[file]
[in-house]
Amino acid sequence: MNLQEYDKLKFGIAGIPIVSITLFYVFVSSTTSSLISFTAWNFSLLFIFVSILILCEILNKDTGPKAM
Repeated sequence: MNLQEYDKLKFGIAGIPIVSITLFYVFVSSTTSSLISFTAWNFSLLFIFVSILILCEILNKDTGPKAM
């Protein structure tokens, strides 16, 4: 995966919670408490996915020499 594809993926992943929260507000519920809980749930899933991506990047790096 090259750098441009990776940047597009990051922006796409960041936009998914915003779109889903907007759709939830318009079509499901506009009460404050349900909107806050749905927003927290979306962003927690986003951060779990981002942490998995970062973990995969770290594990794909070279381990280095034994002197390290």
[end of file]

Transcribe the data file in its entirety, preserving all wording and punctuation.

[in-house]
Amino acid sequence: MNLQEYDKLKFGIAGIPIVSITLFYVFVSSTTSSLISFTAWNFSLLFIFVSILILCEILNKDTGPKAM
Repeated sequence: MNLQEYDKLKFGIAGIPIVSITLFYVFVSSTTSSLISFTAWNFSLLFIFVSILILCEILNKDTGPKAM
């Protein structure tokens, strides 16, 4: 995966919670408490996915020499 594809993926992943929260507000519920809980749930899933991506990047790096 090259750098441009990776940047597009990051922006796409960041936009998914915003779109889903907007759709939830318009079509499901506009009460404050349900909107806050749905927003927290979306962003927690986003951060779990981002942490998995970062973990995969770290594990794909070279381990280095034994002197390290």